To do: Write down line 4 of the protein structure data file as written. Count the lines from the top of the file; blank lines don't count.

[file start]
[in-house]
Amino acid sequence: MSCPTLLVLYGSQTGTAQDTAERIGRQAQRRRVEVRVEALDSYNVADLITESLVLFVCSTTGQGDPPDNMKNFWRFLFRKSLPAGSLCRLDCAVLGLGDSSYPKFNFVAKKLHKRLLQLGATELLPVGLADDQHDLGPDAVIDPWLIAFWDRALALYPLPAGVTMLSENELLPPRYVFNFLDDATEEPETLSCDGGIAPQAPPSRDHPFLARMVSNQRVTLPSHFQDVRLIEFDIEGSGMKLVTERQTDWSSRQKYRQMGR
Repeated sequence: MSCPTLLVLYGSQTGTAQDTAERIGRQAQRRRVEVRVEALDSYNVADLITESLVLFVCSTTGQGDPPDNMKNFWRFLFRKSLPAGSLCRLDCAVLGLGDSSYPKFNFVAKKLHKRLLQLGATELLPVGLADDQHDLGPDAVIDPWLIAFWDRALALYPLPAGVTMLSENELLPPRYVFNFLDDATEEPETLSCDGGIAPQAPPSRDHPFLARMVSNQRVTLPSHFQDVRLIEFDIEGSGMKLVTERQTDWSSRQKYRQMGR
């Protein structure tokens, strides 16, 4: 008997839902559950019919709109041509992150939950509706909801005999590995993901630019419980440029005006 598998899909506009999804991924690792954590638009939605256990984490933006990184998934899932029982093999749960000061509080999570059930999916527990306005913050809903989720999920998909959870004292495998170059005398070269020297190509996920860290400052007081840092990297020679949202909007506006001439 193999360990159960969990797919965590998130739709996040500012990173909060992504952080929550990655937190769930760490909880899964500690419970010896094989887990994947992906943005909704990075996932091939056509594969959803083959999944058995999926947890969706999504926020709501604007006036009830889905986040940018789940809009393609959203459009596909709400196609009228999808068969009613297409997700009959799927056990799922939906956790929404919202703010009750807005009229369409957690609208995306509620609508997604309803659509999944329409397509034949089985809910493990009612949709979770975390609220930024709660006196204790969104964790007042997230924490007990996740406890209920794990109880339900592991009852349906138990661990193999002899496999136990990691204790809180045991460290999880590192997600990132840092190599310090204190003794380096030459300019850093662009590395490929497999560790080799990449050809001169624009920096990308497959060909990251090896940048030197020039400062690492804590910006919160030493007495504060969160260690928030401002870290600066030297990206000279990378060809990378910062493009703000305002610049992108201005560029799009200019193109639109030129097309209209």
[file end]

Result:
């Protein structure tokens, strides 16, 4: 008997839902559950019919709109041509992150939950509706909801005999590995993901630019419980440029005006 598998899909506009999804991924690792954590638009939605256990984490933006990184998934899932029982093999749960000061509080999570059930999916527990306005913050809903989720999920998909959870004292495998170059005398070269020297190509996920860290400052007081840092990297020679949202909007506006001439 193999360990159960969990797919965590998130739709996040500012990173909060992504952080929550990655937190769930760490909880899964500690419970010896094989887990994947992906943005909704990075996932091939056509594969959803083959999944058995999926947890969706999504926020709501604007006036009830889905986040940018789940809009393609959203459009596909709400196609009228999808068969009613297409997700009959799927056990799922939906956790929404919202703010009750807005009229369409957690609208995306509620609508997604309803659509999944329409397509034949089985809910493990009612949709979770975390609220930024709660006196204790969104964790007042997230924490007990996740406890209920794990109880339900592991009852349906138990661990193999002899496999136990990691204790809180045991460290999880590192997600990132840092190599310090204190003794380096030459300019850093662009590395490929497999560790080799990449050809001169624009920096990308497959060909990251090896940048030197020039400062690492804590910006919160030493007495504060969160260690928030401002870290600066030297990206000279990378060809990378910062493009703000305002610049992108201005560029799009200019193109639109030129097309209209």